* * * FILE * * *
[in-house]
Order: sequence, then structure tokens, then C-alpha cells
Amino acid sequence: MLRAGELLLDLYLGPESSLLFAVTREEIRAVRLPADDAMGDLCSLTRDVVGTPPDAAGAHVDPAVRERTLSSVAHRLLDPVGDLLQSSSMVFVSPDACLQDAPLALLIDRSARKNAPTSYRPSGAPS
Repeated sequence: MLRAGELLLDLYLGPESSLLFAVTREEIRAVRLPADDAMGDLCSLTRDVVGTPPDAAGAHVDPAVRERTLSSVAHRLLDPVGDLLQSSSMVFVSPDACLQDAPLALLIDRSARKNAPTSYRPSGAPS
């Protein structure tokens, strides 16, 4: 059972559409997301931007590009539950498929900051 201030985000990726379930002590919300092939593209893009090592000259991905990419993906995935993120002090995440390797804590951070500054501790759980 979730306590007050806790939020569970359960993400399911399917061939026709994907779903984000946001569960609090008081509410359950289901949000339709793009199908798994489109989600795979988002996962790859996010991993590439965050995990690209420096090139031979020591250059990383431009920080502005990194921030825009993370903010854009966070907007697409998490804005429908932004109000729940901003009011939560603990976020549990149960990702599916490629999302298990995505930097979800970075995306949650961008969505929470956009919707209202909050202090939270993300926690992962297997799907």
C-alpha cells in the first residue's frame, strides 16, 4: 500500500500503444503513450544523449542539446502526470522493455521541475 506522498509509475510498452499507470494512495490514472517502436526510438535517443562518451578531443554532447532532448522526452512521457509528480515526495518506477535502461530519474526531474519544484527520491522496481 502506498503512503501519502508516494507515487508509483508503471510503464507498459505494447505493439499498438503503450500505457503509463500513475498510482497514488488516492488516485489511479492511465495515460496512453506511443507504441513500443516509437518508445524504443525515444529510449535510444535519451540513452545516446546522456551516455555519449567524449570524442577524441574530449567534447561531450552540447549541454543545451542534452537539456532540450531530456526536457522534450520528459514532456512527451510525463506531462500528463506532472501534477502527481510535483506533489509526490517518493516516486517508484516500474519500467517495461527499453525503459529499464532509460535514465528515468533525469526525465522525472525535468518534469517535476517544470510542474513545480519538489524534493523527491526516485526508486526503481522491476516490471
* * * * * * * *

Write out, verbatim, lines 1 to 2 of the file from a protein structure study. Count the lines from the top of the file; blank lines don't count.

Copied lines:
[in-house]
Order: sequence, then structure tokens, then C-alpha cells